Week in Review…Preview

21 06 2009

This is really a bit of catching up for the last two weeks. When I finish this post I am going straight to the garden to do some more stuff. Changes have taken place, and I will share them later.

Garden

When we got back from Jacksonville I couldn’t wait to check out the garden. This is an outdated shot, now; but the Poblanos were getting bigger.

Poblano

We needed a salad so I did a mini-harvest. I selected one of the carrots I had transplanted. It had a nice big top, but when I pulled it up, this creature was revealed. Sorry for the bad focus. Lesson learned? Don’t transplant carrots.

Crazy-Carrot

The salad was good with Chives, Cilantro, Cherry Tomatoes, Celery, Carrot and Carrot Creature all freshly picked.

Today's-Harvest

Mr. Fix-It

This is what AJ has looked like for the past two weeks. That is, when he hasn’t been on the phone dealing with insurance companies, parts stores and our financial matters.

Here he is fixing the battery tray on the truck.

Mechanic

Here he is changing the brakes on the Mercedes. He has fixed so many things that we can’t even remember them all. I’m sure he has sweat at least five gallons worth in the hot Florida sun.

Brake-Job

Smokey the cat, does not work so hard. He just finds various ways to look silly.

Smokey Hose

Mystery Guests

Remember the little bird poop look-alikes?

Mystery-Guests

They got more interesting…

Mystery-Guest

And much bigger.

Mystery-Guest2

This one ate up the whole dill plant it was on. I caught it going for a stroll as I was vacuuming the garden. Lucky thing it was so colorful or I might have accidentally sucked it up.

When they go for a stroll, that means only one thing happens next. I relocated this one to my potted dill plant, where it nibbled a little more and then built a silk hammock. It stayed like this for the entire day.

MysteryGuestHammock

The next morning I found this lovely green chrysalis. I’ve raised a number of these beauties (sometimes right on my desk), but I’ve yet to capture the moment they transform from caterpillar to chrysalis. Maybe next time… The fun part is what follows. In a week or two the chrysalis will turn transparent. This is the signal to get the camera ready for the emergence. Afterward I’ll post a specific page for this guest and disclose its identity to those who don’t already know.

MysteryChrysalis

Here’s another guest I discovered last night. Wish I could give some perspective as to how huge this thing was. I saw it from halfway across the yard. My heart jumped at the thought of being invaded by two inch monster mosquitoes. Perhaps that is an exaggeration, but it was at least 1.5 inches tall.

I got closer and was relieved to see that it was a Robberfly; so named because they often mimic their prey and attack when the victim unwittingly approaches. I had never seen one like this, before.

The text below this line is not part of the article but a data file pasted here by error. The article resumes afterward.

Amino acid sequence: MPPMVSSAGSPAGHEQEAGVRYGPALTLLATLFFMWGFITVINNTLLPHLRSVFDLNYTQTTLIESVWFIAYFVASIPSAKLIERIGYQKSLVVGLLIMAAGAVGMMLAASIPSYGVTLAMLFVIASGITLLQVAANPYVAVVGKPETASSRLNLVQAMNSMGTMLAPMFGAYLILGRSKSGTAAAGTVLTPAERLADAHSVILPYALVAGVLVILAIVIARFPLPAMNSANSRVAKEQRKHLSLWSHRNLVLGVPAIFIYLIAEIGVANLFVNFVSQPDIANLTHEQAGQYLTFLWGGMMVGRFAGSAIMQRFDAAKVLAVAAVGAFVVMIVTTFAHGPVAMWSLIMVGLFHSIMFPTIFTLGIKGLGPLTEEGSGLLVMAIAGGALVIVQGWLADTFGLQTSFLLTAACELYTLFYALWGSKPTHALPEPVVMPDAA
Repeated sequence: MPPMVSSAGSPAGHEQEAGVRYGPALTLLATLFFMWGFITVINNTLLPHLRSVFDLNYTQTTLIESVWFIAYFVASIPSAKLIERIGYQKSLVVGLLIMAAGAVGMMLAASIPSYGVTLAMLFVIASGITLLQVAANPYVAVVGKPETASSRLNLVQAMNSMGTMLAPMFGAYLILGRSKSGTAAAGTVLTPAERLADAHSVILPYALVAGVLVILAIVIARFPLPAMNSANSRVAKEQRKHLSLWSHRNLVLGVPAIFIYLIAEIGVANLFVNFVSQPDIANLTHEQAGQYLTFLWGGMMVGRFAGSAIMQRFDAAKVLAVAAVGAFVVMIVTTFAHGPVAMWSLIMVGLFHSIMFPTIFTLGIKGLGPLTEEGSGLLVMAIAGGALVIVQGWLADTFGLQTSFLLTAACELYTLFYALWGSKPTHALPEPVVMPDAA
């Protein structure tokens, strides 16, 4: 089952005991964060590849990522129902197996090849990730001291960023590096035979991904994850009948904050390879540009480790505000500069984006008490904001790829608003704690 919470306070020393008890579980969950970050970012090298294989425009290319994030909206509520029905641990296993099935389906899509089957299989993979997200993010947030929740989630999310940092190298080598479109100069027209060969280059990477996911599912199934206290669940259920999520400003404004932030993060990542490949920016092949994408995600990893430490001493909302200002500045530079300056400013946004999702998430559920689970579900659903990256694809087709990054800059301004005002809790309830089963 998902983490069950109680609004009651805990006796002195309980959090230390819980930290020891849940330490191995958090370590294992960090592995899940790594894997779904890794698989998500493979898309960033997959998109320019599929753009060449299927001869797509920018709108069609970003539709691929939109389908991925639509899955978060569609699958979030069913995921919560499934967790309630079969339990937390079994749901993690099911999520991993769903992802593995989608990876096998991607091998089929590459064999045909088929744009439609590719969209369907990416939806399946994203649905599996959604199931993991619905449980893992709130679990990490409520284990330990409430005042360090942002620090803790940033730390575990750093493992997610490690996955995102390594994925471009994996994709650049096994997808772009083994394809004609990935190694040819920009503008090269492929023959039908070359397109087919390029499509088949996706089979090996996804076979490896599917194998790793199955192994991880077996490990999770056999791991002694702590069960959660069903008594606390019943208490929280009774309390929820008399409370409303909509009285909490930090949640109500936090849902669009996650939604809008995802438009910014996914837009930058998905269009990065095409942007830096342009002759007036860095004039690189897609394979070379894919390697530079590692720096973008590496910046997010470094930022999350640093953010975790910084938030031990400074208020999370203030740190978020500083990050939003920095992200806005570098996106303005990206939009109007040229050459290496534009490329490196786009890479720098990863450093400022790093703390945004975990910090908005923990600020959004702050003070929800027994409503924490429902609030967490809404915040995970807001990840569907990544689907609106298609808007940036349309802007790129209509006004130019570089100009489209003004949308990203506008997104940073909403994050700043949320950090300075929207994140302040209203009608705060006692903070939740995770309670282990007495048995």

After moments on the internet I discovered that it is Diogmites sp., or “The Hanging Thief”; known for hanging by its front legs while eating its prey. These crazy looking flies are predatory and eat a number of intimidating insects, including bees, wasps and dragonflies. Here is a site with some great Robberfly shots, including the hanging behavior.

Diogmites (?) Robber Fly

Seed Swap at the Funky Chicken Farm

This past Wednesday I went back to the Funky Chicken Farm for a seed and  plant cutting swap. Suzanne Malone gave a great tutorial on growing and collecting seeds from your garden. I met a lot of great people and saw a couple of whom I had met before, including Carol (who was at the previous meetup) and John Rogers, AKA “Bamboo John”.

I explained to John that I had killed the bamboo cuttings he had given us. He generously offered to let us come get new cuttings. This time I won’t subject them to lime overdose.

I got a lot of seeds and some cuttings, which you will see in my upcoming posts (provided I can keep them alive). I am still working towards a page listing all of my seeds.

Etc.

Allan Sr. and Barney the poodle came to stay with us last night. They brought steak and booze; so we had a pre-Father’s Day celebration. Good times and good company!

There’s a good chance I will get caught up on my writing goals, as we just lost over half of our income over the past week. Three of our clients canceled our service, due to the financial downturn. It’s depressing, but I do believe in the saying “When one door closes, another one opens.”

AJ has become “The Pina Colada King”, having perfected a Pina Colada recipe that helps dull the pain. It just takes two of these tropical delights to brighten things up for a while.

I’m sure I’ve got a lot more to say, but the garden beckons…the garden and a “Rum Punishment” as AJ has named his new favorite cocktail.

Check back tomorrow for the rest of the Week in Review.






The Garden (Rated PG 13)

9 06 2009

How quickly we can go from drought to deluge. It has been raining almost every day; and the garden is showing both the positive and negative effects of this.

Let’s go ahead and cover the “challenges” first:

Gardening Challenges

Spots on Cherry Tomato leaves: I have no clue. Nitrogen issues, Blight, Over-watering? I haven’t had time to delve into it; but I did cut off most of the damage. The plant is still cranking out cherry tomatoes, so we’ll watch and wait.